Thursday 20 October 2016

The Brexit Debate

Audrey McCulloch introduces the panel
One of the key topics of conversation this year has, inevitably, been Brexit. Since the results of the UK Referendum on membership of the EU were announced in June, speculation, knee jerk reaction, panic, and uncertainty have been rife. What does it really mean for scholarly communications? Are the worse-case scenarios likely to pass? What are the worse case scenarios and what are the opportunities?

ALPSP, the Publishers Association and The London Book Fair arranged a debate with leading industry figures to find out more. The conversation will continue at the Research & Scholarly Publishing Forum at LBF17 in March.

The debate, introduced by ALPSP CEO Audrey McCulloch and chaired by RELX Group's Richard Mollet featured academic consultant Richard Fisher and Andy Robinson, SVP and Managing Director for Society Services at Wiley.

Currency, taxation and the economy

On a positive note, there are short term currency gains. There is an outside possibility of eliminating VAT on ebooks and digital products and potential to get government departments to support emerging markets and UK research to boost technology market, for example by rebuilding trials sector. However, there is also a risk of the UK becoming a regulatory island. In the short term, the audience were advised to keep an eye on any bump in book sales to check there weren't any inventory blips on a regional basis while the currency is in flux.

Research and development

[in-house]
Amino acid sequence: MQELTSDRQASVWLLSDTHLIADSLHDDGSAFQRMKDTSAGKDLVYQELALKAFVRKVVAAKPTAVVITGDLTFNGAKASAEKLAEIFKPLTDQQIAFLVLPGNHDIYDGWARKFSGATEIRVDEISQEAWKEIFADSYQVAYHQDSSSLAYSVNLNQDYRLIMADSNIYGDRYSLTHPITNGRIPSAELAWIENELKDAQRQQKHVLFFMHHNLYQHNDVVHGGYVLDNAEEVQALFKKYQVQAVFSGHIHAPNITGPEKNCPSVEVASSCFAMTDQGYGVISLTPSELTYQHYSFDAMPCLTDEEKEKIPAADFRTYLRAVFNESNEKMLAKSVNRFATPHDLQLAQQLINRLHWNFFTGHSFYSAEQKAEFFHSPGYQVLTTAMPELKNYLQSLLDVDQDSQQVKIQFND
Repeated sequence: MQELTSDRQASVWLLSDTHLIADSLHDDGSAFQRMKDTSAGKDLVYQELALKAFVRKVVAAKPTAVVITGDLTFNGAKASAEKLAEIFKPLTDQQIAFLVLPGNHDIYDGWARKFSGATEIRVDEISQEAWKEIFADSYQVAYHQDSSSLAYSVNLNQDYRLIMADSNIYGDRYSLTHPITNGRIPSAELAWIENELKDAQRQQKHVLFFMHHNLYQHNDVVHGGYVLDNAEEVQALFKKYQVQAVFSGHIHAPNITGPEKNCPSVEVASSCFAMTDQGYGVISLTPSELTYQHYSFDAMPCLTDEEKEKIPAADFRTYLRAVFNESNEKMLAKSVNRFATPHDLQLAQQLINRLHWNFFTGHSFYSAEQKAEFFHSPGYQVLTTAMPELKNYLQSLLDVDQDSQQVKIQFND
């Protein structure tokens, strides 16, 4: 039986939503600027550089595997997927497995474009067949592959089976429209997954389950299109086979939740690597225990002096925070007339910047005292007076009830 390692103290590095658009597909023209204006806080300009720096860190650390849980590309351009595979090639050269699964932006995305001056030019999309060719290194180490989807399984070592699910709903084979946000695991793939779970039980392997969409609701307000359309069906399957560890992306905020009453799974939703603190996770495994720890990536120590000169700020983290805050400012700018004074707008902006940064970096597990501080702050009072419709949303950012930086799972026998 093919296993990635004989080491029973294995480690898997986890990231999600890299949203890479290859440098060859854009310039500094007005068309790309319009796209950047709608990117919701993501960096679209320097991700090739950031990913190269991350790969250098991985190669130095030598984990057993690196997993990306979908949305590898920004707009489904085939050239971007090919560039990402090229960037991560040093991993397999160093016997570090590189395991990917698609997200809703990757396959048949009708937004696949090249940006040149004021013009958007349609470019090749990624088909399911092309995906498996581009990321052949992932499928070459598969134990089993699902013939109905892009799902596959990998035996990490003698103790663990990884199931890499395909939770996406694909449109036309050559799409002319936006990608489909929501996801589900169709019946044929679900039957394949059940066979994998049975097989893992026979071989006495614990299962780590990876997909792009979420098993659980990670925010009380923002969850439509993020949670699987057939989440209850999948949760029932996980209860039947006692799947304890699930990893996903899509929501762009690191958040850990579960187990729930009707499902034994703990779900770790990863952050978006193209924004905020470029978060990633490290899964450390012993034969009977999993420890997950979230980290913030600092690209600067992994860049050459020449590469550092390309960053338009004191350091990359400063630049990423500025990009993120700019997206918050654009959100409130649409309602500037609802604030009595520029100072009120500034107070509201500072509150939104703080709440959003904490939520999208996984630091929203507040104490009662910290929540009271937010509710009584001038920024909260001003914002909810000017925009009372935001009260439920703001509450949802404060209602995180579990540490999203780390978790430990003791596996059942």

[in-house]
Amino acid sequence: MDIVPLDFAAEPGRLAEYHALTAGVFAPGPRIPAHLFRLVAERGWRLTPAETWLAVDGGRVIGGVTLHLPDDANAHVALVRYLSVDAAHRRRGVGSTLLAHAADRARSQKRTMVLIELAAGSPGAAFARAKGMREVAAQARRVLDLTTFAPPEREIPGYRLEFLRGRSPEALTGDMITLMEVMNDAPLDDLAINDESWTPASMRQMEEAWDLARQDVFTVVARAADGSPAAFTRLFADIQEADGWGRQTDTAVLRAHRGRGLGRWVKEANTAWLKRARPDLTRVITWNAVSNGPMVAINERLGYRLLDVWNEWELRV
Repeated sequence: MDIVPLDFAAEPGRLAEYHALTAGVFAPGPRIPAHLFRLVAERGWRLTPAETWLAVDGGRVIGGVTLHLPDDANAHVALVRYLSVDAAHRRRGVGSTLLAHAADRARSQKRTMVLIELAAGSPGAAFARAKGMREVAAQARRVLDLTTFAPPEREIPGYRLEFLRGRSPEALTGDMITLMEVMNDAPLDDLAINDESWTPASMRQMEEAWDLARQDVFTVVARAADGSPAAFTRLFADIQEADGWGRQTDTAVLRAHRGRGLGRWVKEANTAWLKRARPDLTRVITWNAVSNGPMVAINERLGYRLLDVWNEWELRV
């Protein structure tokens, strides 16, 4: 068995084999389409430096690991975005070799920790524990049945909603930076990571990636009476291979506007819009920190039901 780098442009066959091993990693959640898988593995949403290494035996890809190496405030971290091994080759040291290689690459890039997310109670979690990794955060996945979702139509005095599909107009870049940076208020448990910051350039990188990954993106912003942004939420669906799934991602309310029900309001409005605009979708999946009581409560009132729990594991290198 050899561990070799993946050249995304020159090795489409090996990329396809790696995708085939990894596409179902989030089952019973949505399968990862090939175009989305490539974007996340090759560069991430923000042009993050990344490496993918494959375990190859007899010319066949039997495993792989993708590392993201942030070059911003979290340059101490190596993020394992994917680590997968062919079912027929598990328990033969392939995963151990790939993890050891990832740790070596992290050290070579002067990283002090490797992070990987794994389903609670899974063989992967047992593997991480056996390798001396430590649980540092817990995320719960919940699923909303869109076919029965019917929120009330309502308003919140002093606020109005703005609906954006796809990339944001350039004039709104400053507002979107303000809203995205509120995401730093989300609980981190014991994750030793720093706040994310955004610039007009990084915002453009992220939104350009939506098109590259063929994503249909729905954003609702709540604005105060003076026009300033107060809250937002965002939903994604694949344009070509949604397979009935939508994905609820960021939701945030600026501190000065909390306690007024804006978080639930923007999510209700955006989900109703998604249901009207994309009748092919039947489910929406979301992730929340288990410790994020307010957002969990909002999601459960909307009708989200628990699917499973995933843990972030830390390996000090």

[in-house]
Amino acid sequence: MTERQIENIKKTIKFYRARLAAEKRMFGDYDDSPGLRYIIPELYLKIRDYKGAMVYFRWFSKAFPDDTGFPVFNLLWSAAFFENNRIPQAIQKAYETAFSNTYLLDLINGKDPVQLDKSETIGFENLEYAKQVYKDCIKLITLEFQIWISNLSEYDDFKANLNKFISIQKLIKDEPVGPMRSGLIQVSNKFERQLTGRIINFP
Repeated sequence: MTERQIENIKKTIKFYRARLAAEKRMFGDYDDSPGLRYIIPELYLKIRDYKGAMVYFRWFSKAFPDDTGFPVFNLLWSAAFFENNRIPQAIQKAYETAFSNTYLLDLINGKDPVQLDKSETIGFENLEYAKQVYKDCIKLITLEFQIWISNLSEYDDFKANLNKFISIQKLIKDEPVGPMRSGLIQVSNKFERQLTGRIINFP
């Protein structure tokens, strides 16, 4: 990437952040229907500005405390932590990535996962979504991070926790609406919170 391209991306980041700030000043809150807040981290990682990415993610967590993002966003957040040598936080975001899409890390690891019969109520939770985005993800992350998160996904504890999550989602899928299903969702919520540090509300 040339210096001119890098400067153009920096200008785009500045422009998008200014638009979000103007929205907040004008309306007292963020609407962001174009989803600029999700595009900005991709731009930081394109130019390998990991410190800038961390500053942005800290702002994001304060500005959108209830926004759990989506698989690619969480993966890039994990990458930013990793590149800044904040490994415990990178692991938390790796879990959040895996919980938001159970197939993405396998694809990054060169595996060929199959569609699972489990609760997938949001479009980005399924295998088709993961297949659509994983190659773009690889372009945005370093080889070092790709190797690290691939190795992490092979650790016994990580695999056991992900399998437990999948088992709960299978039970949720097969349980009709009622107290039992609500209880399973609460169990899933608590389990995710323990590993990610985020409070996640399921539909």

Scientists for EU has collected examples of academics who refused positions in the UK. There are over 40 examples of researchers being taken off grant applications or made a contributor instead. In institutions, there are 31,000 researchers based in the UK who come from the EU. There is a long term question about how that will impact on the quality and impact of EU research. UK research is a strong contributor to the economy and if damaged could have a long term impact on other sectors. And the European Medicines Agency moving from the UK will have a converse impact on the pharma sector's appetite to launch drugs in the UK. Currently 2% of the world's clinical trials happen in the UK. There is an opportunity to rebuild that, which in turn will bring in pharma investments (GSK has invested £250m in UK since Brexit).

People, influence and perception

There are a number of implications for the publishing industry and related sectors in relation to people. Ten per cent of the UK publishing workforce comes from the EU (compared to 6% in the wider population) and companies will have to consider how to manage that impact.

It was noted that the current Prime Minister, Theresa May, was previously Home Secretary. During her tenure in that role she was very strict on the number of overseas students. It is unlikely this line will change and institutions are watching with concern. The knock on financial effect could be significant with 25,000 students studying in the UK - and 46% of postgraduates coming from the EU - generating income for institutions and local businesses.

Richard Mollet, Richard Fisher, Andy Robinson